Mills at EquiMedia says: “To date, the industry has pretty much ignored every action and decision that consumers make before the last click because tracking every action and exposure and attributing value to online and offline media is difficult. At least we are now debating the relative value of every touchpoint and exposure that consumers have to our messages and brands.”
Allen at Proximity London asks: “Why do we obsess in trying to isolate online as if it could ever be a closed-loop system?”Even for pure online brands such as Amazon or Expedia, the visible part of the customer journey is the tip of the iceberg. The point is, nobody’s trying to isolate my physical journey from door to store, or at least claiming such an exercise would provide a meaningful key performance indicator.”
Amy Lennox, a partner in integrated media planning agency Trinity Communications and former head of OMD Digital, sounds a note of caution over the rush to digitally track the whole customer journey. “There is so much information available online that it becomes a very tricky business unpicking a customer’s journey,” she observes.
influential clickLennox adds: “If a cookie has been dropped on a voucher code site, with no actual meaningful voucher code – as often happens – does that count as an influential click or impression? In my view no, but you may still pay an affiliate for that lead if a sale does somehow result further down the line, regardless of other influences.”
She proposes two solutions to the conundrum of how to measure what factors influence online sales. The first is straightforward quantitative testing – if I remove X, what happens? “We would soon start to see the value of certain direct elements.”
The second is a more qualitative approach, to actually follow customers and see how they go through the whole decision making process and what influence different elements of online advertising have on that process.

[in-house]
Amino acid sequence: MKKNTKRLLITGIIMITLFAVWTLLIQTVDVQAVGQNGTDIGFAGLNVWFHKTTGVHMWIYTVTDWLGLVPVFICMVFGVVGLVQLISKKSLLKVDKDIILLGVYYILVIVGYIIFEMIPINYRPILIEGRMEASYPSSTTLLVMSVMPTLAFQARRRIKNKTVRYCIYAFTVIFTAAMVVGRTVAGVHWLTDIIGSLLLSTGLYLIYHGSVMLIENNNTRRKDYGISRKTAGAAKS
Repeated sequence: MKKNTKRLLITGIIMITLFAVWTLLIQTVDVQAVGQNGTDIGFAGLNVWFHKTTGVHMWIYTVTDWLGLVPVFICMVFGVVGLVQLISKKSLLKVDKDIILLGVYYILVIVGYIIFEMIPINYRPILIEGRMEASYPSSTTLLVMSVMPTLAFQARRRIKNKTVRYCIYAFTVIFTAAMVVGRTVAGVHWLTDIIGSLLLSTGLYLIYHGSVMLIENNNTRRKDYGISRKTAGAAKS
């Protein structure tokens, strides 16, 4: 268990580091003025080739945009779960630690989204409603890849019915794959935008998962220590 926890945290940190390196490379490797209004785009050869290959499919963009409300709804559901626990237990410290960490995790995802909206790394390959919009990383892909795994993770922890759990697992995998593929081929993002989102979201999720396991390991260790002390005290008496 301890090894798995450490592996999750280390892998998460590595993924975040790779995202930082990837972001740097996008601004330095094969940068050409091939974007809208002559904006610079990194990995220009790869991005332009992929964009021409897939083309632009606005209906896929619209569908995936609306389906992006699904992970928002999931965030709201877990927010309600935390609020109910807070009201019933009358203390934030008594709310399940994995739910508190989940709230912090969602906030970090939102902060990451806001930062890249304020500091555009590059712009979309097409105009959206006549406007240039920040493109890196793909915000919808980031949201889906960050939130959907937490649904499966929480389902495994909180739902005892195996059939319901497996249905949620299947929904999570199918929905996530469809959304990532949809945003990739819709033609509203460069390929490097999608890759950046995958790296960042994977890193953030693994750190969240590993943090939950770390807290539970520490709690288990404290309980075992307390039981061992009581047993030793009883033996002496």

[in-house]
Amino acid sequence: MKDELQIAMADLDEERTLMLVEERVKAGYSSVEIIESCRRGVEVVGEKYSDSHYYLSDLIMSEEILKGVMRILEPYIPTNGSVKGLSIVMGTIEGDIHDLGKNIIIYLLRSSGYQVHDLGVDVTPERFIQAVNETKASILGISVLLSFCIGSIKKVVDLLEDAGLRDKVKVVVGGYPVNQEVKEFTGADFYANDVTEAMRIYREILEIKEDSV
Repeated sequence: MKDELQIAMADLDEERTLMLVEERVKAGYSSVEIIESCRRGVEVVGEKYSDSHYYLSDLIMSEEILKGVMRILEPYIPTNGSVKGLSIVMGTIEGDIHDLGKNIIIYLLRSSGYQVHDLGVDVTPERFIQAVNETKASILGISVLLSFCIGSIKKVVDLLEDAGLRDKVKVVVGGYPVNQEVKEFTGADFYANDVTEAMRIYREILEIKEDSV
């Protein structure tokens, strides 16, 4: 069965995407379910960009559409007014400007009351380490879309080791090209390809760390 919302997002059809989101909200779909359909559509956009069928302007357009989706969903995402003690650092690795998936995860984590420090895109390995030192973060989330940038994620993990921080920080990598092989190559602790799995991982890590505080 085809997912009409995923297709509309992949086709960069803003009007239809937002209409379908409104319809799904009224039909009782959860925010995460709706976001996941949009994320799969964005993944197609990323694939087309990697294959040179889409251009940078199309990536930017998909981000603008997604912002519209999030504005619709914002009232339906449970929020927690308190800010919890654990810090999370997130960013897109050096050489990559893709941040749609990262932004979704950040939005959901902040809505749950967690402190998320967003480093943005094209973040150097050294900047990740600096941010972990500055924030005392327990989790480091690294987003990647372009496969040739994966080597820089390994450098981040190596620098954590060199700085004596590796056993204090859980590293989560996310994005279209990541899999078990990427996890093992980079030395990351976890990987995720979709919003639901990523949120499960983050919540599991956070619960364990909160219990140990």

Teasdale adds: “Technology such as Atlas engagement mapping lets us look back from purchases and see what other activities were significant. This means looking at the standard measures of brand impact – reach and frequency – so you can look across a campaign and discover whether increasing reach or frequency could improve sales.”
But the real problem comes when you throw offline media into the mix. While mechanisms for measuring the impact of offline media are improving, we do not yet have the kind of retinal scanning technology that featured in the Tom Cruise film Minority Report where posters could track who was looking at them and deliver tailored, three-dimensional messages.
Watching the TV watchers has long been a dream for the ad industry, and the use of web URLs in TV ads can offer some measure of trackability – if searches using a particular ad slogan go through the roof within minutes of an ad running on TV, then you can assume that the two are linked.
Lennox says: “We have seen web traffic literally double overnight as a result of a TV campaign with Alton Towers. I don’t think enough people take that impact of offline on online seriously enough yet, but it absolutely shows that TV is still a very valuable medium.”
But the problem is that we cannot measure offline media in the same way as we can online. Mark Whitmore, managing director at Swordfish, argues: “We are still a very long way off being able to track which individual watches a TV ad and then logs on and makes a purchase. In fact, it will probably never come.”
But he believes: “Marketers that are switched on are already working to a model that assigns value to every element of what they do, and gain significant insight from observing traffic boosts after TV ads or PR stories that appear.”
inexact scienceOn the other hand, Whitmore admits: “The science of evaluating these responses can be inexact and heavily assumption-based, over time assumptions can be backed-up or disproved, and the picture becomes ever-more accurate.”
EquiMedia’s Mills says: “The solution is to be far more intelligent about analysing consumer behaviour. Measure everything, and understand what you are measuring. You can then understand and model relationships between all channels, drive insight and optimise your activity. This analysis can be based on engaging with and converting more customers for less cost, which is ultimately good news for everyone.”
Offline activityOne of the biggest dangers facing marketers, however, is that they might be fooled by the results apparently being delivered by online media into thinking that their offline spend is a waste of resources. Unfortunately, nobody can yet accurately measure how much online traffic is actually being delivered by offline activity.
The only way that some marketers are going to find out how much of their success online is being driven by their offline communications is when they stop spending offline and see their last clicks dropping off.
As Lennox concludes: “Advertisers may be committing suicide if they remove offline from the equation.” v©